A SALISBURY mother and daughter are setting up a support group in aid of Russian opposition leader Alexei Navalny.

The imprisoned anti-corruption campaigner has long been one of the most prominent faces of Russian opposition to President Vladimir Putin.

Feeling a connection to the figure, after it was suspected he was poisoned with Novichok, Salisbury residents Angela Craig, 89, and her daughter Alison want to express support to Navalny through a team that will send him food packages and letters.

Salisbury Journal: Alexei Navalny (AP Photo/Alexander Zemilianichenko))Alexei Navalny (AP Photo/Alexander Zemilianichenko))

In August of last year Navalny was treated in hospital in Germany following Novichok suspicions - the same nerve agent that killed Dawn Sturgess, and affected the lives of Russian spy Sergei Skripal, his daughter Yulia and ex-police officer Nick Bailey, in Salisbury in 2018.

On his return to Russia earlier this year he was arrested and later sentenced to prison, when a court found him guilty of disobeying probation terms following a money laundering case in 2014.

In August Navalny was charged with new crimes that could prolong his jail time by three years.

The treatment of Navalny generated "a real sense of anger", said Alison.

She was inspired to set up the support group following "the [suspected Novichok] events, that felt quite close to home for us, and we were getting angry that Putin can take this risk of chucking his weapons anywhere without repercussions".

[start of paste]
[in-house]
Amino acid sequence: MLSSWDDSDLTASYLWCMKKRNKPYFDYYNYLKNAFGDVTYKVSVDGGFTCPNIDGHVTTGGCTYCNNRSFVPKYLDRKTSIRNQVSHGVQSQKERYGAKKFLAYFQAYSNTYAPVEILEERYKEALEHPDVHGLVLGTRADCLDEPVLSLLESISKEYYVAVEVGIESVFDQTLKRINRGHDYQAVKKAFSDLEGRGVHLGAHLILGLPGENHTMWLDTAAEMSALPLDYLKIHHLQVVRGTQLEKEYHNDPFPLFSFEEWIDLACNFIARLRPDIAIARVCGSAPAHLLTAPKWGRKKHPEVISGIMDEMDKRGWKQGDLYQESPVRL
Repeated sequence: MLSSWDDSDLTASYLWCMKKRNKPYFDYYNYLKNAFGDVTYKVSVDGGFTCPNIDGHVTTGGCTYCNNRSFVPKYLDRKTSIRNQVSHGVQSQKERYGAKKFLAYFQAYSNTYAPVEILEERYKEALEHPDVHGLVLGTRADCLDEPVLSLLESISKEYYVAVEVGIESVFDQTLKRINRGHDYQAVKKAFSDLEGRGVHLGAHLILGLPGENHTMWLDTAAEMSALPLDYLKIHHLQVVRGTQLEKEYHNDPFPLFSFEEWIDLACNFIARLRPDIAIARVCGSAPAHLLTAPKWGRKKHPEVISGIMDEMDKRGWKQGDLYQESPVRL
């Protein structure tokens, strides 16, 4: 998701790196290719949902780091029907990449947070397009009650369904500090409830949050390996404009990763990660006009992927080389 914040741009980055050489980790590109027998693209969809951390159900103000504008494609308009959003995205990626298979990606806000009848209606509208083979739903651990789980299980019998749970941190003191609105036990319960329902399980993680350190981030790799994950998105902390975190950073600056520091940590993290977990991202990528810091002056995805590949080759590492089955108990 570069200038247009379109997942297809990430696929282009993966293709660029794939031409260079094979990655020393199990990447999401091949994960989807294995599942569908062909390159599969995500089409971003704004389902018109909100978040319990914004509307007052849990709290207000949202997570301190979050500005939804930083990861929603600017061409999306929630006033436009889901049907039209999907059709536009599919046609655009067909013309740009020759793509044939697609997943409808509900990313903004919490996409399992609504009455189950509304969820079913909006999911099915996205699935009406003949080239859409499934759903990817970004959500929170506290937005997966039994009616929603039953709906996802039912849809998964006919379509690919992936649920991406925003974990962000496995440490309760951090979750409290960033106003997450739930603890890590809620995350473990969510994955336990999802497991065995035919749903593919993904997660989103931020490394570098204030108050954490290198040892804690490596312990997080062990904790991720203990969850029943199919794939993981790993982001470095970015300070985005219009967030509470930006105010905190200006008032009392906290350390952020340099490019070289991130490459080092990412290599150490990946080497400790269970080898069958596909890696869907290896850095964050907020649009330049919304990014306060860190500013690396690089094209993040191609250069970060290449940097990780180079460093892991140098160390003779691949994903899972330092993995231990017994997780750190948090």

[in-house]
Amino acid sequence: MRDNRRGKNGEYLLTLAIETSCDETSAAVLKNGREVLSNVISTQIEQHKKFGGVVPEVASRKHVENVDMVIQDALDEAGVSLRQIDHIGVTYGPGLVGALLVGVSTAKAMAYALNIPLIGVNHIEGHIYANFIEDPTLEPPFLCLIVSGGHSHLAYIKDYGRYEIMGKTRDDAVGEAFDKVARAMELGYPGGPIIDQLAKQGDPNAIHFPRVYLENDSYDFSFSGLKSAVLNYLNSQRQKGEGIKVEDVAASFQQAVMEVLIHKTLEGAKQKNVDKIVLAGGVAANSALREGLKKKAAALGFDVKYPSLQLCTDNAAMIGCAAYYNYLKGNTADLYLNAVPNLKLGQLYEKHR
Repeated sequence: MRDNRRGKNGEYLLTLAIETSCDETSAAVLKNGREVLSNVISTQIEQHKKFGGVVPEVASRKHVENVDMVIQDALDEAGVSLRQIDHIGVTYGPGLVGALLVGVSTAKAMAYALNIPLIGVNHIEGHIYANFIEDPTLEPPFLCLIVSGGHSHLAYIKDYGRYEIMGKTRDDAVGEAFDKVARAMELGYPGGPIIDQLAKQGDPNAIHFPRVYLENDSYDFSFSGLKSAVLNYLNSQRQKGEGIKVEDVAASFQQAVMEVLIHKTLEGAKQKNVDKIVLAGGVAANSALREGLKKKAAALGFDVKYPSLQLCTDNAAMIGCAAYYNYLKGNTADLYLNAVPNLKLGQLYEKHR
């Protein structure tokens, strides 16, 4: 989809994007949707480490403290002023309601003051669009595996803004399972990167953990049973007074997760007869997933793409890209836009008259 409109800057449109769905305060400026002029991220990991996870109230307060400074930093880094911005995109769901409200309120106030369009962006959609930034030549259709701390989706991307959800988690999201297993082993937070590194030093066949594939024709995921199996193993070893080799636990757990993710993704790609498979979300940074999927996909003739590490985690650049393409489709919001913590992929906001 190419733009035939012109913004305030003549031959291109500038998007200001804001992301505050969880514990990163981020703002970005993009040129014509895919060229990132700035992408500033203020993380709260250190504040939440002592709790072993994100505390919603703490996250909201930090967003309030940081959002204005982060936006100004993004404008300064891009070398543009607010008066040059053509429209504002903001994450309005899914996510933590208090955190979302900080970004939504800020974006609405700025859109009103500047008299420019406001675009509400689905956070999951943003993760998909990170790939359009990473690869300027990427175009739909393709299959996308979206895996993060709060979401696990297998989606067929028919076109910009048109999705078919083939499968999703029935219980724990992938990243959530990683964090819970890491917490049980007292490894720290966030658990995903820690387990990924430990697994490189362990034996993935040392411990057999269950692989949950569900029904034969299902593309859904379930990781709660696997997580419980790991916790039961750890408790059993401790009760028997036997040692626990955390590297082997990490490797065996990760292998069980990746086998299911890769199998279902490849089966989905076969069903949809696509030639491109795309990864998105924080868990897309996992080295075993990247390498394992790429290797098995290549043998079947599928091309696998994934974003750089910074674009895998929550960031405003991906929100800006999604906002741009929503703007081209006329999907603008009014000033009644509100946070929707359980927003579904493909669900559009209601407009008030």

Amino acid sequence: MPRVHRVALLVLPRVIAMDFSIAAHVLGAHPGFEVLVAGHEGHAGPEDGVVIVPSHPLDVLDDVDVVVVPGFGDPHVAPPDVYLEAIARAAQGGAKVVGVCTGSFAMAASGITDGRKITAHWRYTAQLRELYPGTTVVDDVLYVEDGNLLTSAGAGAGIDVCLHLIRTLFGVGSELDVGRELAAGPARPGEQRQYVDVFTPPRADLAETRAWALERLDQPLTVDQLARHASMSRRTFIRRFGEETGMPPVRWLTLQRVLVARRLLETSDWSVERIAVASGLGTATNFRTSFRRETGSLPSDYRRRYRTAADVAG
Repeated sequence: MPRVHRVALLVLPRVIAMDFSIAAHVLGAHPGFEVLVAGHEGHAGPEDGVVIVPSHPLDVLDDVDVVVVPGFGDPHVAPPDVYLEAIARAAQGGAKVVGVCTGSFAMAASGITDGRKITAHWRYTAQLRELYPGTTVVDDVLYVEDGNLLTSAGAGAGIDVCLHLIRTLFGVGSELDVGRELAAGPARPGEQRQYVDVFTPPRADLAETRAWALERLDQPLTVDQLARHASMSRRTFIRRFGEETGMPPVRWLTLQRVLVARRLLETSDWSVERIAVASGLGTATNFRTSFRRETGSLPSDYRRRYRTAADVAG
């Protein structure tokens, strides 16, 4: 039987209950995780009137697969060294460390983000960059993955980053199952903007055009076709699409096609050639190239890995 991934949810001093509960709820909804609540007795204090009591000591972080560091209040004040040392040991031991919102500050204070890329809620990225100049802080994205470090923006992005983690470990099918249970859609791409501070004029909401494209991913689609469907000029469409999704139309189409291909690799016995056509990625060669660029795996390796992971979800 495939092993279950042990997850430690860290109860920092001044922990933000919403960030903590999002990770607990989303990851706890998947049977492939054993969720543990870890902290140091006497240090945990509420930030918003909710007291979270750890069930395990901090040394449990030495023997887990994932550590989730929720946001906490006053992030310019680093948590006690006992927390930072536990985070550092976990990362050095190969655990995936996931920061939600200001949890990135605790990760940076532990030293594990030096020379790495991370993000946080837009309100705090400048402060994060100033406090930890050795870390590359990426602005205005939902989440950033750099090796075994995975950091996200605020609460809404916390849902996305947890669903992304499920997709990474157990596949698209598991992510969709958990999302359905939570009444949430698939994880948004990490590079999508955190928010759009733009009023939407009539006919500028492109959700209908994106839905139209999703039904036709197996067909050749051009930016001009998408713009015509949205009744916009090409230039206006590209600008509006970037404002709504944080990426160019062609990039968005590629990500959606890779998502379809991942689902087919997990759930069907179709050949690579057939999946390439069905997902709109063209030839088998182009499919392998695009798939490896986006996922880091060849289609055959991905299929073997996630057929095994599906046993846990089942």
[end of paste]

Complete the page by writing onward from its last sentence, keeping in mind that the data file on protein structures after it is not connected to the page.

Salisbury Journal: Novichok poisonings in Salisbury, March 2018Novichok poisonings in Salisbury, March 2018

Alison added: "Navalny is an inspiring figure, knowing he would be arrested for the things he stands for. We have always admired him knowing he is being starved to death.

"It seems an outrage we have been somewhat involved in this treatment without fighting support.

"It would be fantastic to actually succeed in getting a message to him, if not a food parcel, but this is one way of focussing attention on him and showing he has our support. Especially coming from Salisbury."

Alison said if the Salisbury response to the support group is a success, monthly meetings could be held to form more plans.

"In an ideal world we want him to be a free man," she added.

"This could be a dead end, but if it feels like it's working we will keep the momentum."

Mum Angela said that the sending of food parcels to Russia could "keep up awareness of what's happening to Navalny and his opposition to Putin".

She added: "Alison and I had a chat about this and with his [Navalny's] story, and as we were in the centre of the Russian drama with Novichok, the effect it had on the community, we wanted to do something.

"We recognise he's not a marvellous man, but they have been trying to get rid of him because he's such an effective opponent."

Navalny's release from prison is also a campaign backed by Amnesty International.

For more information or to highlight your support email Alison on alison.bemerton@gmail.com

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